With his latest policy proposal, Representative Paul Ryan managed to reach across the aisle and strike a bipartisan chord on an issue that continues to divide. That feat alone is noteworthy and deserving of commendation. And though his plan is, at times, overly broad and generalizing, it will surely appeal to Republicans and Democrats alike – maybe because of its vagueness.
That’s not to say the proposal, titled “Expanding Opportunity in America,” is devoid of serious content or bereft of helpful ideas. To the contrary, it provides a useful starting point—a springboard, of sorts—for subsequent discussion on how best to alleviate poverty and fuel upward mobility.
The problem that most needs to be addressed, according to Ryan, is the perpetual and enervating poverty of low-income earners, who have little or no chance of improving their lot, and who find themselves “stuck on the lower rungs” of a ladder they cannot climb.
The goal of Ryan’s proposal is not to pull the bottom 20% up by force, violently and against their will, but, rather, to give them the skills and habits necessary to scale the ladder for themselves.
Toward that end, Ryan hopes to streamline federal aid programs and make them more effective. Through an Opportunity Grant, his proposal would bundle these programs together, many of which are redundant, and redirect funding to a single source, allowing states and other community groups to test new and innovative ways to combat poverty.
The tricky part, of course, is to provide aid without discouraging hard work. For many low-income earners, attaining a higher income reduces federal benefits, so industry and diligence often seem counterproductive.
Ryan recognized as much. This problem is precisely what the proposal will correct, he said, by coordinating programs and smoothing otherwise abrupt drops in funding.
Coupled with the Opportunity Grant, Ryan’s proposal would extend and simplify the Earned Income Tax Credit, as well as focus education reforms on students in impoverished families. Another focus involves reducing sentencing requirements for non-violent offenders. All of this while cutting regulations on low-income workers and businesses. Additionally, the plan would create a council to research and analyze the effectiveness of aid programs. All these goals would be achieved in a revenue-neutral way, without taxes or spending cuts.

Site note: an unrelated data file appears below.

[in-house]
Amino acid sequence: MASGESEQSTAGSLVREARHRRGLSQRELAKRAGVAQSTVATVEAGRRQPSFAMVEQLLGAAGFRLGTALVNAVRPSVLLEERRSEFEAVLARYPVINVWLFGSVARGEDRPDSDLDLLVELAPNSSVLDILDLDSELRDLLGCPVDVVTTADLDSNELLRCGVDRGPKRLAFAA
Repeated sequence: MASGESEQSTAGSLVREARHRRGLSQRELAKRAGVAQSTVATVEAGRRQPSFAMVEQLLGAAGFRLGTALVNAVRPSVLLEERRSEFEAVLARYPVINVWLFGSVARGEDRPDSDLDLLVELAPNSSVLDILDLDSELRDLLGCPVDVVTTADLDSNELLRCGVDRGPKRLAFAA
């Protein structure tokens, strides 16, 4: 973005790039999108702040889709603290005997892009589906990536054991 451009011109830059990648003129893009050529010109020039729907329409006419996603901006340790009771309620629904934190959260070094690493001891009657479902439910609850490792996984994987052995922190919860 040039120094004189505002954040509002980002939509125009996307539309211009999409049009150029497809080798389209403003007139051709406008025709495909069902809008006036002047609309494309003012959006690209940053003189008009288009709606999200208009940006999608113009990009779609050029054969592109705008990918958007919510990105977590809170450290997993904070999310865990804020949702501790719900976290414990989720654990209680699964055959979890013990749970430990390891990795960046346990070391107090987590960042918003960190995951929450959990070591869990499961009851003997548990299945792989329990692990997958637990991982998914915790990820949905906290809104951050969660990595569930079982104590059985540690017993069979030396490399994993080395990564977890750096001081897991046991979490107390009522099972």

The proposal is breathtaking in its ambition; yet, as it turns out, most of the nitty-gritty details have been delegated to the states. While conservatives will favor this feature—being a nod to federalism, experimentation and competition—those on the progressive end of the political spectrum may be skeptical, and justifiably so. After all, what is to prevent “red states” from cutting programs, or diverting the money to other areas?
Ryan’s proposal is at its best when it deals with specifics, offering practical solutions to problems noted by many, but till now, addressed by few. In his lengthy section on education reforms, for example, Ryan laments the fact that government aid is stoking “tuition inflation.” As possible fixes, Ryan mentions job training and alternative schooling methods – changes that can and must be made in order to meet the economy’s present needs.
Ryan also has ideas for how to close the gap in formal education, especially at colleges and universities, or at the post-secondary level.
Yet, the report is really just conversation starter, Ryan admitted, and “is not meant to serve as the final word.” While sometimes short on detail, it kicks off a much-needed discussion on one of the foremost domestic policy questions of the day.
As a tool for discussion, and as a broad outline for potential policy solutions, “Expanding Opportunity in America” is a most welcome addition. May it help advance an ongoing, and bipartisan, political exchange.Click here to download the Discussion Draft.